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Stress Relief

Wednesday, February 27, 2019
Lucas, left, and Dee Jones, right

Lucas (left) stands with Vice President Deneese Jones after receiving the Trinity Prize for Excellence in Education in 2018.

Dedicated and highly lauded elementary teacher tackles more than the traditional three “Rs”

Andrea Lucas '02, '03, B.A. Economics and MAT

by Mary Denny

It’s no secret that the unprecedented levels of stress and anxiety children face today create a serious impediment to emotional growth and academic success. To help children struggling with “issues I can’t imagine facing as an adult,” fourth grade teacher Andrea Lucas ’02, ’03 and her colleagues at Lamar Elementary School in San Antonio ISD decided that social-emotional learning needed to be incorporated into the curriculum. “I definitely did not develop the approach,” says Andrea, “but our work is modeled on the work of many different educators.”

At Lamar, “Tiger Time” evolved as a model: a 25-30 minute block of time at the beginning of each school day when students are taught social-emotional skills. While the social-emotional curriculum is based on one from the Yale Center for Emotional Intelligence, teachers create and plan individual lessons based on the needs of their particular students. The focus is on teaching a “growth mindset and character traits such as persistence, resilience, optimism, flexibility, and empathy,” Andrea says. Once students become familiar with the content, lessons are naturally woven into other classes throughout the day as situations arise.

As a campus leader of this curriculum, Andrea has traveled twice to Yale with teams from her school to further their knowledge of the curriculum and train other staff upon their return. “Students really enjoy Tiger Time,” Andrea says. “They like the routine of knowing this is how we start each day, and that our class is a venue to build relationships and work through challenges.”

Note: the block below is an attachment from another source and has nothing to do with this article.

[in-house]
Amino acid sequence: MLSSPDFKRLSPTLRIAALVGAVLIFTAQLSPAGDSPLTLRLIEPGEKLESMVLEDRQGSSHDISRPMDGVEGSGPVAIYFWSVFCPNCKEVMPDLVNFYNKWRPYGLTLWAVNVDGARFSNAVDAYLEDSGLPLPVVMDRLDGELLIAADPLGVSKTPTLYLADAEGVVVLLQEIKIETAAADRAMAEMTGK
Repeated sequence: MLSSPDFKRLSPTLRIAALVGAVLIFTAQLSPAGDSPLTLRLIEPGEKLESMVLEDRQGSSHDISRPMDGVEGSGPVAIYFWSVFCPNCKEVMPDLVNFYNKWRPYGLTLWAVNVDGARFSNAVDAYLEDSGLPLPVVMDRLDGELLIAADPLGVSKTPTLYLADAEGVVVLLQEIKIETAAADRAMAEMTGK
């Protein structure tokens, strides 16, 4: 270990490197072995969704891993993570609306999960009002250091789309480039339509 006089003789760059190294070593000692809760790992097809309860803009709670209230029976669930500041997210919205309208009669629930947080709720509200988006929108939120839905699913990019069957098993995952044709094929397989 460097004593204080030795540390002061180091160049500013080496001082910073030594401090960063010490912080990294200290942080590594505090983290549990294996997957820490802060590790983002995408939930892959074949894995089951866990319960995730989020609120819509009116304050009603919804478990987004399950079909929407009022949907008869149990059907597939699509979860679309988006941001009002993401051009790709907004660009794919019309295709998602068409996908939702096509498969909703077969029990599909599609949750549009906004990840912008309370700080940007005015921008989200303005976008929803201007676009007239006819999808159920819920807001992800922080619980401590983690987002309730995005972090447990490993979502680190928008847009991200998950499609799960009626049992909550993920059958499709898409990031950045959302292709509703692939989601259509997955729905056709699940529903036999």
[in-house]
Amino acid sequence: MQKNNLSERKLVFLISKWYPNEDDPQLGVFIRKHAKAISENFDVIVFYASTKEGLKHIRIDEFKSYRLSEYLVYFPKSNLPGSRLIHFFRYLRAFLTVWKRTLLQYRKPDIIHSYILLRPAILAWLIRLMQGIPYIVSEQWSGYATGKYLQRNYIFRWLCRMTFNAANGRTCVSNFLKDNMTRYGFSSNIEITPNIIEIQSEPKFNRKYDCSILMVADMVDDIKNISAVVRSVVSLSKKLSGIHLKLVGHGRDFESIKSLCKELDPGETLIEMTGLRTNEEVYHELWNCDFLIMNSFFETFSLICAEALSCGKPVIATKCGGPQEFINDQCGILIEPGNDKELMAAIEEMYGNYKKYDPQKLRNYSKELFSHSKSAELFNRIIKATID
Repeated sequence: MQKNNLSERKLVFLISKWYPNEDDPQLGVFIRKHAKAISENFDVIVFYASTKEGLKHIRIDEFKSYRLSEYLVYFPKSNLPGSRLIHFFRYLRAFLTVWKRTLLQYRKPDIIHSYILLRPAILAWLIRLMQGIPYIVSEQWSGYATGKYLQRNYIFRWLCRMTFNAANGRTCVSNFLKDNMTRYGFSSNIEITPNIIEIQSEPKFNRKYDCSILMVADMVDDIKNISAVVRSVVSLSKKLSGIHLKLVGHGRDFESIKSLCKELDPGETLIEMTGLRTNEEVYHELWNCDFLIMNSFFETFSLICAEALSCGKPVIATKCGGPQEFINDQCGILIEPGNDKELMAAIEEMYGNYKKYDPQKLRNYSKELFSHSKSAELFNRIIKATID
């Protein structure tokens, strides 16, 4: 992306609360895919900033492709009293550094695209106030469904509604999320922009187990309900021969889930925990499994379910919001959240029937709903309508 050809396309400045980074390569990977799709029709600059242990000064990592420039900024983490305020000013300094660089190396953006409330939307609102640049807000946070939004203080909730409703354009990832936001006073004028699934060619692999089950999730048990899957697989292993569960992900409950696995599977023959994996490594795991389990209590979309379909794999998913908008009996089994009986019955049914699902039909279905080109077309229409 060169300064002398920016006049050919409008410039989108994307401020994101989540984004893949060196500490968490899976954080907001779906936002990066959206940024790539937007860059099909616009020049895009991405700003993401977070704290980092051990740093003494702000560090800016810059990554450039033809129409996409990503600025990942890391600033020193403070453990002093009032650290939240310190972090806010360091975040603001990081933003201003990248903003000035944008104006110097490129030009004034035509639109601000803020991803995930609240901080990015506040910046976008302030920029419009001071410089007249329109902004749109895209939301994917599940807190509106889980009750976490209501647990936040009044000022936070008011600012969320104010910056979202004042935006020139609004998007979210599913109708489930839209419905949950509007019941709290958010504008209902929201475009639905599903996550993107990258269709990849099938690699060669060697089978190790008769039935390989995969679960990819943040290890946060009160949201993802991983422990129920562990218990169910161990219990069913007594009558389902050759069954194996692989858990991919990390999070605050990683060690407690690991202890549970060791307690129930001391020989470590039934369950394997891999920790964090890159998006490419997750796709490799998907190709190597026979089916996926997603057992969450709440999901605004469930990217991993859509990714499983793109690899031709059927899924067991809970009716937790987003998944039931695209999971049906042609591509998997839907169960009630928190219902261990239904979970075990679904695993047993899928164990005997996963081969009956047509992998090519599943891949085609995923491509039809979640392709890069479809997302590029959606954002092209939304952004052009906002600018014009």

Andrea has been intentionally teaching social-emotional skills for the last four years. “Sometimes on a day-to-day basis it’s difficult to see progress,” she admits, “but when I look at students who have been at Lamar for a longer period of time, I notice some amazing gains. Students who used to crumble in the face of setbacks are much more likely to have the tools to regulate their emotions.”

As an example, Andrea references a student she had when she taught third grade who could hardly read, sat under the table when asked to read, and had meltdowns when he didn’t like the cafeteria food. He moved with her to fourth grade and was finally beginning to show progress, when an apartment fire left his family homeless. The school community, including the fourth graders in his class, came together to offer financial, material, and emotional support to help the family weather the crisis. Now in sixth grade, the young boy has developed “amazing resilience as well as emotional and academic growth,” Andrea says, and is a “great example of how the thoughtful planning, dedication, and love of the educators in our school has really made a difference.”

This truly dedicated and excellent educator had not planned on a teaching career. As an economics major, she took “Economists in the Schools,” a course that sent students to elementary classrooms to teach basic economic concepts. She enjoyed the experience so much that she began taking education classes and ultimately entered Trinity’s MAT program. And children aren’t the only ones to benefit from Andrea’s gifts as a teacher: She co-taught the MAT summer school course for a number of years and has served as a mentor to interns completing their master’s in the Trinity program.

As stressful as teaching can be, Andrea draws inspiration from her coworkers, many of whom are also Trinity alumni. (They include Principal Brian Sparks ’04, M’05, M’11 and Associate Principal Roxanna Bazaldua M’14, among many other teachers and staff.) “We cheer each other on and the work they do with kids inspires me to be better,” Andrea says. “We also remind each other to have balance in our lives.” For balance and a break from the “never ending stream of school brain,” Andrea loves to swim, read, travel, and spend time with friends trying out new restaurants. She also is active in her church and enjoys visits to her family in Minnesota.

Andrea concedes that meeting the needs of all her students every day is her greatest challenge. “Students show up each day with such a variety of social, emotional, and academic needs, it would take a superhero to meet them all,” she says. “I’m sure I’m not the only teacher who often feels inadequate, and I strive to be better every day because the students deserve the best, but I don’t think I’ll ever feel like I have it all figured out.”

Nevertheless, Andrea has figured out enough to have won the Trinity Prize for Excellence in Teaching 2018, be honored as Elementary Teacher of the Year for SAISD 2017, and Region 20 Teacher of the Year 2018, and be named a finalist for Texas Teacher of the Year 2018. Acknowledging these prestigious honors, Andrea graciously notes, “These humbling awards have opened doors that have allowed me to advocate for students and educators in a myriad of ways. It has been such an honor to represent so many amazing educators.”

You may contact Andrea at alucas1 [at]